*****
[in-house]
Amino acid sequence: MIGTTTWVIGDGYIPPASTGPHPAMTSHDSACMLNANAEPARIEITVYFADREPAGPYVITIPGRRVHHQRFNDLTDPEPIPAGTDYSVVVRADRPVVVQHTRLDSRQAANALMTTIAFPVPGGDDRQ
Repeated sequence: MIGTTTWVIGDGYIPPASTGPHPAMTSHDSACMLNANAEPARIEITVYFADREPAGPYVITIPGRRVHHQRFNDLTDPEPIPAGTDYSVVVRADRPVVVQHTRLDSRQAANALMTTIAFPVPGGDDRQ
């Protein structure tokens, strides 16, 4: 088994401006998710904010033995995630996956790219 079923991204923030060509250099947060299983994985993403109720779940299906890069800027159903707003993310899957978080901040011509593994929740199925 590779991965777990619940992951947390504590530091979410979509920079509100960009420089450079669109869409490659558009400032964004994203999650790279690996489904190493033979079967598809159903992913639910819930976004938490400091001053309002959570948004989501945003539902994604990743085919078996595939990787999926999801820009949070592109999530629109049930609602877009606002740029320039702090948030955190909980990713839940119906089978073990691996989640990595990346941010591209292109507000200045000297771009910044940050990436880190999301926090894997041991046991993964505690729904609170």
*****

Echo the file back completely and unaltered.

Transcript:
[in-house]
Amino acid sequence: MIGTTTWVIGDGYIPPASTGPHPAMTSHDSACMLNANAEPARIEITVYFADREPAGPYVITIPGRRVHHQRFNDLTDPEPIPAGTDYSVVVRADRPVVVQHTRLDSRQAANALMTTIAFPVPGGDDRQ
Repeated sequence: MIGTTTWVIGDGYIPPASTGPHPAMTSHDSACMLNANAEPARIEITVYFADREPAGPYVITIPGRRVHHQRFNDLTDPEPIPAGTDYSVVVRADRPVVVQHTRLDSRQAANALMTTIAFPVPGGDDRQ
């Protein structure tokens, strides 16, 4: 088994401006998710904010033995995630996956790219 079923991204923030060509250099947060299983994985993403109720779940299906890069800027159903707003993310899957978080901040011509593994929740199925 590779991965777990619940992951947390504590530091979410979509920079509100960009420089450079669109869409490659558009400032964004994203999650790279690996489904190493033979079967598809159903992913639910819930976004938490400091001053309002959570948004989501945003539902994604990743085919078996595939990787999926999801820009949070592109999530629109049930609602877009606002740029320039702090948030955190909980990713839940119906089978073990691996989640990595990346941010591209292109507000200045000297771009910044940050990436880190999301926090894997041991046991993964505690729904609170």